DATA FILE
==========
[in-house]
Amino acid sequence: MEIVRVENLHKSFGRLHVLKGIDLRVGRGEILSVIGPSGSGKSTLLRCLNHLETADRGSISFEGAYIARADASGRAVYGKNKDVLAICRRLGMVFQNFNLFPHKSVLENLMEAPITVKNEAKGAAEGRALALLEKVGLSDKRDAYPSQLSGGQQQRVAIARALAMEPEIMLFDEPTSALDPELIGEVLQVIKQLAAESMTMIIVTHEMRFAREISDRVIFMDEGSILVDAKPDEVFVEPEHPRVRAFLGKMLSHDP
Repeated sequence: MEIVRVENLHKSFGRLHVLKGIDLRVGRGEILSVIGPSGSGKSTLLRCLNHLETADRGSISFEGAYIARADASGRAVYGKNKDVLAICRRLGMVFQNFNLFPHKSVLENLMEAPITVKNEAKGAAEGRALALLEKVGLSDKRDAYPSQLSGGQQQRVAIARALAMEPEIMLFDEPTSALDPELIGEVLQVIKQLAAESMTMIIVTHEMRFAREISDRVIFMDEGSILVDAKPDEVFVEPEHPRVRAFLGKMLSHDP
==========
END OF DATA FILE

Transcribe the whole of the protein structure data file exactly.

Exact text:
[in-house]
Amino acid sequence: MEIVRVENLHKSFGRLHVLKGIDLRVGRGEILSVIGPSGSGKSTLLRCLNHLETADRGSISFEGAYIARADASGRAVYGKNKDVLAICRRLGMVFQNFNLFPHKSVLENLMEAPITVKNEAKGAAEGRALALLEKVGLSDKRDAYPSQLSGGQQQRVAIARALAMEPEIMLFDEPTSALDPELIGEVLQVIKQLAAESMTMIIVTHEMRFAREISDRVIFMDEGSILVDAKPDEVFVEPEHPRVRAFLGKMLSHDP
Repeated sequence: MEIVRVENLHKSFGRLHVLKGIDLRVGRGEILSVIGPSGSGKSTLLRCLNHLETADRGSISFEGAYIARADASGRAVYGKNKDVLAICRRLGMVFQNFNLFPHKSVLENLMEAPITVKNEAKGAAEGRALALLEKVGLSDKRDAYPSQLSGGQQQRVAIARALAMEPEIMLFDEPTSALDPELIGEVLQVIKQLAAESMTMIIVTHEMRFAREISDRVIFMDEGSILVDAKPDEVFVEPEHPRVRAFLGKMLSHDP